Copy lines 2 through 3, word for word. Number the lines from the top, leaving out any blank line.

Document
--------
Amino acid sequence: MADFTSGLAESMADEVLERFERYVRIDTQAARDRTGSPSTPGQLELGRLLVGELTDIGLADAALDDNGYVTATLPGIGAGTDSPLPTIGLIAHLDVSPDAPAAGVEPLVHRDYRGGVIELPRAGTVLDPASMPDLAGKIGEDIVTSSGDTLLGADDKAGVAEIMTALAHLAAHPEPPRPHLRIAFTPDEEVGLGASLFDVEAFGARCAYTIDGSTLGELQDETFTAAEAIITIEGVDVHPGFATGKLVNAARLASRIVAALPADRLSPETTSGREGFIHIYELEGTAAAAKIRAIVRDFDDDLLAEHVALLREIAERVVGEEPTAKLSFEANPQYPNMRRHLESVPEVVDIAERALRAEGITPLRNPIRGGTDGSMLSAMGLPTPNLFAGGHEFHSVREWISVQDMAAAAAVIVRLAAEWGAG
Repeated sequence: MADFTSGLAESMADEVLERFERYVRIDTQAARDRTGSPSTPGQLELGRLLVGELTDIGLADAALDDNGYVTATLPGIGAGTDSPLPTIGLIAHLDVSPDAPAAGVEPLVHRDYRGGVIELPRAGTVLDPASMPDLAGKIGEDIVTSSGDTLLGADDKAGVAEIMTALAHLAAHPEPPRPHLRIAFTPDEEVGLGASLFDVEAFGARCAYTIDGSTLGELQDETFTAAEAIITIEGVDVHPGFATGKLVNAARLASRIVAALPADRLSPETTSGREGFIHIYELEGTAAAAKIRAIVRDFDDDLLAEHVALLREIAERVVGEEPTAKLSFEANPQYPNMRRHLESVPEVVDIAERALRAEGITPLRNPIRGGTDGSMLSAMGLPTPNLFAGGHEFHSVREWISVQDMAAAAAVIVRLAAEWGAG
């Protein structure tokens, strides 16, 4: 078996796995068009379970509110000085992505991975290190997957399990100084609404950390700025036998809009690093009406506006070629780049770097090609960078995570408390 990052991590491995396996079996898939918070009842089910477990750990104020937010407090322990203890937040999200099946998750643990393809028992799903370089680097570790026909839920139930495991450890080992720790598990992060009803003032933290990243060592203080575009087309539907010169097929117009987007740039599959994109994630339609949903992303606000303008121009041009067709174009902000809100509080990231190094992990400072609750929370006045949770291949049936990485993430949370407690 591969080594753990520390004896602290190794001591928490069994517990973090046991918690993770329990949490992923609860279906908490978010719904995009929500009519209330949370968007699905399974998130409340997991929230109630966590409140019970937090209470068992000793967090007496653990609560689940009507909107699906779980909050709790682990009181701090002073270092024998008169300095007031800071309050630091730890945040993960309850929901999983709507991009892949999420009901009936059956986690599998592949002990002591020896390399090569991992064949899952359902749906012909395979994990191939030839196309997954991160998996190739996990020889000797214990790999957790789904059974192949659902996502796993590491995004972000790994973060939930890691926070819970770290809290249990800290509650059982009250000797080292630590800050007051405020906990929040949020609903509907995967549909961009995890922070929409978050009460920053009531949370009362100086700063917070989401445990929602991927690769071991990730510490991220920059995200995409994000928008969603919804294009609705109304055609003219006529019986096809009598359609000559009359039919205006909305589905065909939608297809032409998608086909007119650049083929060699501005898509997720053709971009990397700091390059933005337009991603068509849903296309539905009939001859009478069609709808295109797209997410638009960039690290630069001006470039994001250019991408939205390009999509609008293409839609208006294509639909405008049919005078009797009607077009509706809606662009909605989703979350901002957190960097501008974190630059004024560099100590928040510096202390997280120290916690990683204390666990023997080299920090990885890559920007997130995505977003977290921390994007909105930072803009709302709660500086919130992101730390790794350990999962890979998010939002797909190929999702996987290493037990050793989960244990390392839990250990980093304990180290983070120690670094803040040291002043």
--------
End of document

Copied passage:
Repeated sequence: MADFTSGLAESMADEVLERFERYVRIDTQAARDRTGSPSTPGQLELGRLLVGELTDIGLADAALDDNGYVTATLPGIGAGTDSPLPTIGLIAHLDVSPDAPAAGVEPLVHRDYRGGVIELPRAGTVLDPASMPDLAGKIGEDIVTSSGDTLLGADDKAGVAEIMTALAHLAAHPEPPRPHLRIAFTPDEEVGLGASLFDVEAFGARCAYTIDGSTLGELQDETFTAAEAIITIEGVDVHPGFATGKLVNAARLASRIVAALPADRLSPETTSGREGFIHIYELEGTAAAAKIRAIVRDFDDDLLAEHVALLREIAERVVGEEPTAKLSFEANPQYPNMRRHLESVPEVVDIAERALRAEGITPLRNPIRGGTDGSMLSAMGLPTPNLFAGGHEFHSVREWISVQDMAAAAAVIVRLAAEWGAG
């Protein structure tokens, strides 16, 4: 078996796995068009379970509110000085992505991975290190997957399990100084609404950390700025036998809009690093009406506006070629780049770097090609960078995570408390 990052991590491995396996079996898939918070009842089910477990750990104020937010407090322990203890937040999200099946998750643990393809028992799903370089680097570790026909839920139930495991450890080992720790598990992060009803003032933290990243060592203080575009087309539907010169097929117009987007740039599959994109994630339609949903992303606000303008121009041009067709174009902000809100509080990231190094992990400072609750929370006045949770291949049936990485993430949370407690 591969080594753990520390004896602290190794001591928490069994517990973090046991918690993770329990949490992923609860279906908490978010719904995009929500009519209330949370968007699905399974998130409340997991929230109630966590409140019970937090209470068992000793967090007496653990609560689940009507909107699906779980909050709790682990009181701090002073270092024998008169300095007031800071309050630091730890945040993960309850929901999983709507991009892949999420009901009936059956986690599998592949002990002591020896390399090569991992064949899952359902749906012909395979994990191939030839196309997954991160998996190739996990020889000797214990790999957790789904059974192949659902996502796993590491995004972000790994973060939930890691926070819970770290809290249990800290509650059982009250000797080292630590800050007051405020906990929040949020609903509907995967549909961009995890922070929409978050009460920053009531949370009362100086700063917070989401445990929602991927690769071991990730510490991220920059995200995409994000928008969603919804294009609705109304055609003219006529019986096809009598359609000559009359039919205006909305589905065909939608297809032409998608086909007119650049083929060699501005898509997720053709971009990397700091390059933005337009991603068509849903296309539905009939001859009478069609709808295109797209997410638009960039690290630069001006470039994001250019991408939205390009999509609008293409839609208006294509639909405008049919005078009797009607077009509706809606662009909605989703979350901002957190960097501008974190630059004024560099100590928040510096202390997280120290916690990683204390666990023997080299920090990885890559920007997130995505977003977290921390994007909105930072803009709302709660500086919130992101730390790794350990999962890979998010939002797909190929999702996987290493037990050793989960244990390392839990250990980093304990180290983070120690670094803040040291002043």